Date: February 14, 2008
Source: FEMA (PDF)
Abstract: Information for the Public
A United States satellite is falling back to earth and could potentially impact almost anywhere on the planet. The satellite has hazardous materials on board that could pose immediate hazards to people if they come in contact with the material. Specifically, the satellite contains fuel and metal containers that are considered hazardous materials and could survive entry intact. Any debris should be considered potentially hazardous, and should not be touched, handled, or moved. Citizens who observe or encounter falling debris should notify your local public safety agency and stay away from it.
Information for First Responders
The satellite that is degrading from orbit has hazardous materials on board that could pose immediate hazards to people if they come in contact with the material. The craft contains fuel and specialized containers that are considered hazardous materials and could survive entry intact. Any debris should be considered potentially hazardous, and first responders should not attempt to pick it up or move it. First responders should secure a perimeter and control access around any debris. DO NOT pick up any debris. Notify your local emergency manager of its location immediately. The concerns are similar to those encountered after the space shuttle Columbia entered the atmosphere. However, this craft has far less hazardous materials and is much smaller in size.
The following information about the two hazardous materials of concern is provided for first responders.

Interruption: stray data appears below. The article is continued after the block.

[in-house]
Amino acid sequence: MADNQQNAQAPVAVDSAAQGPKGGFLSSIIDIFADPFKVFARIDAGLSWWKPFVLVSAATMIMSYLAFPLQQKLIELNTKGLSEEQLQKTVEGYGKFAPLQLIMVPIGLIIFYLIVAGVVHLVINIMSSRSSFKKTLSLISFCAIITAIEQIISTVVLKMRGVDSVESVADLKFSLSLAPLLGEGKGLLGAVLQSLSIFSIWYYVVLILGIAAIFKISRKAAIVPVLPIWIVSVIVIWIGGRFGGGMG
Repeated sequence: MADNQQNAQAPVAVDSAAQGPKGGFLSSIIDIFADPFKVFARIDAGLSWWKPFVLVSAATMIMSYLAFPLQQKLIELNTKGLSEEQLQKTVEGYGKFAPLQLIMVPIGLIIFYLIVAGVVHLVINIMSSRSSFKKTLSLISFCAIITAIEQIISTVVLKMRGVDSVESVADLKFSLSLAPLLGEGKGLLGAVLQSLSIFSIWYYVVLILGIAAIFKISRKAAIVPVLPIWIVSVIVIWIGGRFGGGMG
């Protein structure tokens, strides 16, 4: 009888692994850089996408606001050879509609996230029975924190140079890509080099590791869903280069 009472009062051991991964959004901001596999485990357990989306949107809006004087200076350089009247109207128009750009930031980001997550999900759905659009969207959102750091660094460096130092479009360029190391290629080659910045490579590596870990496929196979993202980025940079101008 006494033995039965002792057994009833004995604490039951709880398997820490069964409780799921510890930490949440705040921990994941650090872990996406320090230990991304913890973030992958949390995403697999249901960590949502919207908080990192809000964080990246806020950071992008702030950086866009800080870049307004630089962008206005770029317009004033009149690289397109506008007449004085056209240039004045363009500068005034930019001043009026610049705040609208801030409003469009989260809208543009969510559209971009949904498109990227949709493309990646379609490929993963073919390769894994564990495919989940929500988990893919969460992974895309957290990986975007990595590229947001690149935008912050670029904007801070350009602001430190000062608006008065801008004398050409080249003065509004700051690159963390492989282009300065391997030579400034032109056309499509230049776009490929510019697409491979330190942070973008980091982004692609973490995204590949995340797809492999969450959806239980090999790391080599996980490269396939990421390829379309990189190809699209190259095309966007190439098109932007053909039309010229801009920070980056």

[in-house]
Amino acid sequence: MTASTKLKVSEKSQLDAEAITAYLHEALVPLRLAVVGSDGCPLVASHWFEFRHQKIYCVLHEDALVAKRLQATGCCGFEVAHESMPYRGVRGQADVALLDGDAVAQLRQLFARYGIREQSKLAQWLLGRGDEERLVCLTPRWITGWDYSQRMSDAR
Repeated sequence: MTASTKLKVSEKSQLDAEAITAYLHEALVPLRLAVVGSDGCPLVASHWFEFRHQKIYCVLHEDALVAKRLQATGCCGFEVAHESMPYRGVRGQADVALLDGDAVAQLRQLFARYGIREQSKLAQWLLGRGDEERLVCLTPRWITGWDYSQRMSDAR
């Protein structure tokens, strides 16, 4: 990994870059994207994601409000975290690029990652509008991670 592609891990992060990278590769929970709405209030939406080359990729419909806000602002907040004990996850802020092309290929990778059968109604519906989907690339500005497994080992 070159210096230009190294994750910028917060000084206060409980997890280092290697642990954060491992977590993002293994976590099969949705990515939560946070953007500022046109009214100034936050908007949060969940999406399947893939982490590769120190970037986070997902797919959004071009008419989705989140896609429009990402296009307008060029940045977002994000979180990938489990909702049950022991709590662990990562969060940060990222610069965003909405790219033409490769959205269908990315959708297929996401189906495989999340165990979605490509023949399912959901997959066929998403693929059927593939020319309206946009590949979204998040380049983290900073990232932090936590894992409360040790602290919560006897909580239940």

1. Fire or Explosion
2. Flammable/combustible materials.
3. May be ignited by heat, sparks or flames.
4. Vapors may form explosive mixtures with air.
5. Vapors may travel to source of ignition and create flashback.
6. Most vapors are heavier than air. They will spread along ground and collect in low or confined areas (sewers, basements, tanks).
7. Vapor explosion hazard indoors, outdoors, or in sewers.
8. Those substances designated with a "P" may polymerize explosively when heated or involved in a fire.
9. Runoff to sewer may create fire or explosion hazard.
10. Containers may explode when heated.
11. Many liquids are lighter than water.
1. May cause toxic effects if inhaled or ingested/swallowed.
2. Contact with substance may cause severe burns to skin and eyes.
3. Fire will produce irritating, corrosive and/or toxic gases.
4. Vapors may cause dizziness or suffocation.
5. Runoff from fire control or dilution water may cause pollution.
1. As an immediate precautionary measure, isolate spill or leak area for at least 50 meters (150 feet) in all directions.
2. Keep unauthorized personnel away.
3. Stay upwind.
4. Keep out of low areas.
5. Ventilate closed spaces before entering.
1. Wear positive pressure Self Contained Breathing Apparatus (SCBA).
2. Wear chemical protective clothing that is specific for this product. It may provide little or no thermal protection.
3. Structural firefighters' protective clothing provides limited protection in fire situations ONLY; it is not effective in spill situations where direct contact with the substance is possible.
1. Move victim to fresh air.
2. Call 9-1-1 or emergency medical services.
3. Give artificial respiration if the victim is not breathing.
4. DO NOT use mouth-to-mouth method if the victim ingested or inhaled the substance; give artificial respiration with the aid of a pocket mask equipped with a one-way valve or other proper respiratory medical device.
5. Administer oxygen if breathing is difficult.
6. Remove and isolate contaminated clothing and shoes.
7. In case of contact with substance, immediately flush skin or eyes with running water for at least 20 minutes.
8. For minor skin contact, avoid spreading material on unaffected skin,
9. Keep victim warm and quiet.
10. Effects of exposure (inhalation, ingestion, or skin contact) to substance may be delayed.
11. Ensure that medical personnel are aware of the materials involved and take precautions to protect themselves (FEMA, 2008).